We reviewed three existing reviews of literature: two related to cultural and linguistic diversity in well-regarded special education research outlets including Advances in…
We reviewed three existing reviews of literature: two related to cultural and linguistic diversity in well-regarded special education research outlets including Advances in Special Education, and the third regarding constructions of culture, race, disability, and risk in early childhood and early childhood special education (ECSE) literature. Some of our findings reflected ongoing oppressions for young children at the intersections of race, disability, and other forms of social difference to which negative treatment has been attached, including static and deficit-based framings of disability, reliance on whiteness, and English as the norm for developmental benchmarks, and failure to account for disability beyond medical models. We present a preliminary framework for special education research and practice considerations in order to remediate these issues in ECSE for young learners of color, among others, with disabilities.
This chapter explores the relationship between disability identity, civil rights, and the law. Twenty-five years after the passage of the Americans with Disabilities Act…
This chapter explores the relationship between disability identity, civil rights, and the law. Twenty-five years after the passage of the Americans with Disabilities Act, the question remains why disability rights legislation does not go far enough toward addressing access, stigma, and discrimination issues. People with disabilities have found empowerment from disability rights laws, but these laws are also restrictive because they define people in relation to medical aspects of their disabilities and narrowly define society’s obligation for inclusion. The successes and failures of disability rights laws are an important contribution to the study of conceptions of difference.
In a multicase qualitative study, inclusive school leaders attempted to move their schools from the excessive use of suspension; they employed positive behavioral…
In a multicase qualitative study, inclusive school leaders attempted to move their schools from the excessive use of suspension; they employed positive behavioral intervention and support (PBIS) as an alternative they thought would be therapeutic rather than punitive. However, the PBIS system traded a disciplinary system of control for a medicalized system of restoring order. Unwanted behavior came to be defined as evidence of possible behavioral disability. Hence, the PBIS system exchanged one deficit identity of “disorderly” student for another of “disordered” student, subsuming other considerations of race, class, and gender identity. Following the study’s findings, this chapter proposes more liberatory practices for PBIS that interrupt dominant culture discourses of normal behavior and power, and hold promise for establishing justice, rather than simply reinstating order.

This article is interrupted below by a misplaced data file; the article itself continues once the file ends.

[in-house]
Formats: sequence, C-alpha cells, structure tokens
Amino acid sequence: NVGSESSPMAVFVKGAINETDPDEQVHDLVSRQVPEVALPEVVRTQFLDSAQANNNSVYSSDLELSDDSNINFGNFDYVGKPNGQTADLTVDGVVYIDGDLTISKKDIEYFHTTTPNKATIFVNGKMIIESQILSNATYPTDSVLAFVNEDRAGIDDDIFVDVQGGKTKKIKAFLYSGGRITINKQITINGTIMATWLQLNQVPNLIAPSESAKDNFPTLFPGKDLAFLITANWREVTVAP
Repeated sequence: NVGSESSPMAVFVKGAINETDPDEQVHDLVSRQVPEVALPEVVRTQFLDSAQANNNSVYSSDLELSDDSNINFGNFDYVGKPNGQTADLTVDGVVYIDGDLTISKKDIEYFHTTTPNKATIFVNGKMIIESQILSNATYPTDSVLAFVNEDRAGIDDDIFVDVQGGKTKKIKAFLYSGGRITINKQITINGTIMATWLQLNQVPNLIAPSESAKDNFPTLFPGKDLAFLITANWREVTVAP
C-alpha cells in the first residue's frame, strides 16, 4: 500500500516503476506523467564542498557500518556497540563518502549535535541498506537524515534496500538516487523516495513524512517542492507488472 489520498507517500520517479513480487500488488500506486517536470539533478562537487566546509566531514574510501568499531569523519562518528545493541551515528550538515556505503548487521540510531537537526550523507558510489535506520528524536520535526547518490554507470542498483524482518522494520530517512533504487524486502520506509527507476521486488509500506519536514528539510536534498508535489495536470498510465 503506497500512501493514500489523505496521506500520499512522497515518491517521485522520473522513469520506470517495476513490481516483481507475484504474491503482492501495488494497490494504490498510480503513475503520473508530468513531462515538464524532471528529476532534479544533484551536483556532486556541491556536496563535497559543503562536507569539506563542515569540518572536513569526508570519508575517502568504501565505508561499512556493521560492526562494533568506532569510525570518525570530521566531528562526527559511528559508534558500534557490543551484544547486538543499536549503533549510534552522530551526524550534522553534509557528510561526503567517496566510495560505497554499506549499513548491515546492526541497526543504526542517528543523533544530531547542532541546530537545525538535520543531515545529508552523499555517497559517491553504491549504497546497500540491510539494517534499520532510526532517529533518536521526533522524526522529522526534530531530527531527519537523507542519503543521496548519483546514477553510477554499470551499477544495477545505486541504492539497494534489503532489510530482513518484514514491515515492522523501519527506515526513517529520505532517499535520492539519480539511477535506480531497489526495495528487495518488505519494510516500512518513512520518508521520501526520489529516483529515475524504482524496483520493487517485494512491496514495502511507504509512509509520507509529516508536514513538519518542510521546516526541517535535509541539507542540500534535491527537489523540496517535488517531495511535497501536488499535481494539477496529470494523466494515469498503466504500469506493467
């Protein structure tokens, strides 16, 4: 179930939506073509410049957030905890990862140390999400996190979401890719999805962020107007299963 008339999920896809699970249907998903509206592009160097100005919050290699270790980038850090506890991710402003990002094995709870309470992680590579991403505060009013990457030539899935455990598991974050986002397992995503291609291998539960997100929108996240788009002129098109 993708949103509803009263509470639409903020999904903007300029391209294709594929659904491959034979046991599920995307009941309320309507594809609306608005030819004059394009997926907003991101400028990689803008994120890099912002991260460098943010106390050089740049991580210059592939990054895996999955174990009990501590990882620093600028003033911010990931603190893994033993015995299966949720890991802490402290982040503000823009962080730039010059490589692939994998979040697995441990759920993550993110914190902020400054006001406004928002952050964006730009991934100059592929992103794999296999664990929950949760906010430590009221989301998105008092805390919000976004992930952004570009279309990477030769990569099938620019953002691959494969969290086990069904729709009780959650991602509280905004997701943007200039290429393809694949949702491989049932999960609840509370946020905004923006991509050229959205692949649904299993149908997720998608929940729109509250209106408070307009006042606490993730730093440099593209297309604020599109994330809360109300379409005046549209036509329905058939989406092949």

The purpose of this paper is to examine current research on self-advocacy and self-determination of autistic students in order to provide an overview of the research and…
The purpose of this paper is to examine current research on self-advocacy and self-determination of autistic students in order to provide an overview of the research and to critically evaluate researcher’s methods of inclusivity of autistic people. Additionally, this paper will critically analyse the discourse of the current research to assess the extent of deficit, stigma and pathology discourse.
Research will be selected from a list of criteria which is to seek research that is inclusive of autistic people. The research will be analysed using elements of critical discourse analysis, critical disability studies and critical autism studies. The critical autism studies approach used in this paper is emancipatory to promote autistic scholarship, autistic inclusivity and autistic led research methods.
The result of this paper is that by prioritising, and including autistic individuals in the studies about them provides valuable educational insights and often challenges assumptions, stigmas and stereotypes of autistic individuals.
The findings of the paper may be limited by the selection of literature reviewed and generalizability, therefore, researchers are encouraged to explore further.
This paper holds potential implications that question the consistency of current discourse and research into self-advocacy for autistic individuals in addition to providing effective research, teaching and support strategies based on insight. This paper also highlights some research that challenges assumptions of autistic individuals.
This paper challenges assumptions and stigmas associated with autistic individuals and demonstrates the importance of self-advocacy and self-determination. This research transforms the paradigm of autism and education practice that has the potential to improve autistic individuals’ education and ultimately, improve their lives.
This research is important and valuable as there is limited research in this area. The potential of this research is that it can shift the broad perceptions of autism and make improvements in education and autistic individuals lives.
This chapter is based on compulsory school experiences of students diagnosed with Attention Deficit Hyperactivity Disorder (ADHD) and their parents in the educational…
This chapter is based on compulsory school experiences of students diagnosed with Attention Deficit Hyperactivity Disorder (ADHD) and their parents in the educational context of Finland. Located in the theoretical framework of Disability Studies, the chapter aims to contribute to theory of inclusive education by initiating a new dialogue on conceptual foundations of inclusive schooling. In this regard, the chapter first deconstructs the concept of educational need that stems from the field of traditional special education as contradictory to the original ideals of inclusive education. It then moves on to reconstruct the concept of educational need in accordance with the foundational values of inclusion, that is celebration of human diversity and resistance to dichotomies of ab-/normality and dis-/ability and proposes an approach for future implementation of inclusive education.